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Czech WWII pilot who for UK, France dies at 95

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Photo - FILE - This Sept. 23, 2013 file photo shows Brig. Gen. Miroslav Standera in Plzen, the Czech Republic. Standera, one of the last of the Czechoslovak pilots who fought in the French and British air forces during World War II, has died at age 95 in Plzen on Wednesday, Feb.  19, 2014. (AP  Photo/CTK, Petr Eret,File) Slovakia Out
FILE - This Sept. 23, 2013 file photo shows Brig. Gen. Miroslav Standera in Plzen, the Czech Republic. Standera, one of the last of the Czechoslovak pilots who fought in the French and British air forces during World War II, has died at age 95 in Plzen on Wednesday, Feb. 19, 2014. (AP Photo/CTK, Petr Eret,File) Slovakia Out
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PRAGUE (AP) — Fighter pilot Miroslav Standera, who fled Czechoslovakia to fight for the British and French air forces in World War II, has died at age 95.

Council officials in his hometown, the southwest Czech city of Plzen, said he died Wednesday but provided no cause.

Born a month before the end of World War I, Standera became a fighter pilot in the Czechoslovak air force but fled in 1939 following the country's takeover by Nazi Germany.

He joined France's air force and fought the German invasion there in May 1940. He was seriously wounded during a dogfight a month later but safely crash-landed. The Czech Defense Ministry said Standera was the last surviving Czech pilot to have flown for France during the war.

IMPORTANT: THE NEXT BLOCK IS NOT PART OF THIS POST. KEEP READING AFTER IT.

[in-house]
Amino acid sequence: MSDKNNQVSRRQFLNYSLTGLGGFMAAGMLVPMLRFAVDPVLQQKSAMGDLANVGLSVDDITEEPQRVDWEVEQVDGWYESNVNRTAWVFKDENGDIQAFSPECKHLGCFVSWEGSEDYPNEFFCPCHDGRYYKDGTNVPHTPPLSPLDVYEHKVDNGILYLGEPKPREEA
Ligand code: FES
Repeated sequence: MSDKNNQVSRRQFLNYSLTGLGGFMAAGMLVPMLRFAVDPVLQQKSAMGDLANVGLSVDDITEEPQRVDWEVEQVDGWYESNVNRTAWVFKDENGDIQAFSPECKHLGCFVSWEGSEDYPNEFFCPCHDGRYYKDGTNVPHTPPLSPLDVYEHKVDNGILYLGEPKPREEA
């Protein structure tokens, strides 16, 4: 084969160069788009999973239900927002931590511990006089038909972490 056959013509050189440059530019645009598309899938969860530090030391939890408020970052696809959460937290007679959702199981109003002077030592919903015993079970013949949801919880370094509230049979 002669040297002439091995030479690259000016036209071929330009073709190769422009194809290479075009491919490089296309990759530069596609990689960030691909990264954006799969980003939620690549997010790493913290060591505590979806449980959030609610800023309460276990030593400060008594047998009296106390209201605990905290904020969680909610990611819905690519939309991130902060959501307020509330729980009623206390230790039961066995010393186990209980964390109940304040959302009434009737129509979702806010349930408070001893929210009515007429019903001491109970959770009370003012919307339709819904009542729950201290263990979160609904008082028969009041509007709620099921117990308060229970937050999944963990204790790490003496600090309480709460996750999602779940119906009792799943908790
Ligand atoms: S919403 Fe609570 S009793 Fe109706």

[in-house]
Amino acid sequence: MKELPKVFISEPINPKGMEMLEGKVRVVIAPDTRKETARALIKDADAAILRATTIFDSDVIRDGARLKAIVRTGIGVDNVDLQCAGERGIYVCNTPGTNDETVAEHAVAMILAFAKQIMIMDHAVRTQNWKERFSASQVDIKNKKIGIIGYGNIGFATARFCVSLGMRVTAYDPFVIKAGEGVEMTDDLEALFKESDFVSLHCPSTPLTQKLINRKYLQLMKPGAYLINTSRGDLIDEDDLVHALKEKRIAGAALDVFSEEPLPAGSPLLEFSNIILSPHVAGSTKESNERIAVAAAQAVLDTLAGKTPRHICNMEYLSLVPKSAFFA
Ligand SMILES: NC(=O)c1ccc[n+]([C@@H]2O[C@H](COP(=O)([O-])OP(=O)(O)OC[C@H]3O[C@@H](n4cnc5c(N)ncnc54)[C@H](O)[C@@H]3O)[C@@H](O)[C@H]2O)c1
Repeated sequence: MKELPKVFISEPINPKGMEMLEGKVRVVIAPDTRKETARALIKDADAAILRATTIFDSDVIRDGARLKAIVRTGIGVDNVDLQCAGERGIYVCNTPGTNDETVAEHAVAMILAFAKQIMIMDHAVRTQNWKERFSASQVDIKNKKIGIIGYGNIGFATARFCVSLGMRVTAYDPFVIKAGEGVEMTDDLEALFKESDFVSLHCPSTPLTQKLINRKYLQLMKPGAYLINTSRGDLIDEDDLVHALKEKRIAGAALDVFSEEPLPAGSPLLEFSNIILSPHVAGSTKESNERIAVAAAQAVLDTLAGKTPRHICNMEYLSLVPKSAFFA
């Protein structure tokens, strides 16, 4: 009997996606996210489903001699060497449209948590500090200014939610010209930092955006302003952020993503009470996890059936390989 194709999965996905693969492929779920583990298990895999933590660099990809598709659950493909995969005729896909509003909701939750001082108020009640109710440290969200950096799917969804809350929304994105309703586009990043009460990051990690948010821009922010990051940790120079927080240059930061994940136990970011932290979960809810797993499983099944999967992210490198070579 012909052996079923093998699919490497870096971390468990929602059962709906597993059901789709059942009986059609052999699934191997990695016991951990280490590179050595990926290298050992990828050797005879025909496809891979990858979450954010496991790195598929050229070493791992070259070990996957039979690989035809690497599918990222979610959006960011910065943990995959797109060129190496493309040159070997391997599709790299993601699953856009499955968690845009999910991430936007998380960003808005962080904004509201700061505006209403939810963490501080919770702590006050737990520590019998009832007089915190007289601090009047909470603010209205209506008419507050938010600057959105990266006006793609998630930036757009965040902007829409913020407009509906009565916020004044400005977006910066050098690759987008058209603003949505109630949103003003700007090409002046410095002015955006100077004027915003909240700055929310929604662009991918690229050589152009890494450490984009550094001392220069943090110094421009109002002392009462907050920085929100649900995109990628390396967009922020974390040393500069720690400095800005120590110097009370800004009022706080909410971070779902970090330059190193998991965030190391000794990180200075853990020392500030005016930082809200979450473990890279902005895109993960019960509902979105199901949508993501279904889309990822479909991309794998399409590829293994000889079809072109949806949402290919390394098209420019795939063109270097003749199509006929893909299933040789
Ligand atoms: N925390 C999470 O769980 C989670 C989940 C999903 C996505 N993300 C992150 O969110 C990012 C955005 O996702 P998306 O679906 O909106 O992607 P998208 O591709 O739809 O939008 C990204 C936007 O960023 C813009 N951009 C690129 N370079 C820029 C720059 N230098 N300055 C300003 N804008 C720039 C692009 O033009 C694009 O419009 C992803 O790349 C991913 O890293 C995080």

After France's surrender, Standera became a founder member of the Royal Air Force's No. 312 Fighter Squadron composed of Czechoslovak pilots; he and 87 countrymen served as RAF pilots during the Battle of Britain that year.

Later in the war, he flew twin-engine fighter-bombers on night-time raids into France and Germany. He clocked a total of 1,320 hours of combat flying time.

After the 1948 Communist takeover of Czechoslovakia, Standera fled again to Britain again to escape persecution of those who had served in Western forces during the war. He rejoined the RAF for another seven years and returned home after the 1989 anti-communist Velvet Revolution.

President Vaclav Havel granted Standera the honorary rank of brigadier general in the Czech military at a 2000 ceremony.

"Once you start flying, you won't stop until you die," Standera said in October, when he was guest of honor at a celebration of his 95th birthday at an airport near Plzen.

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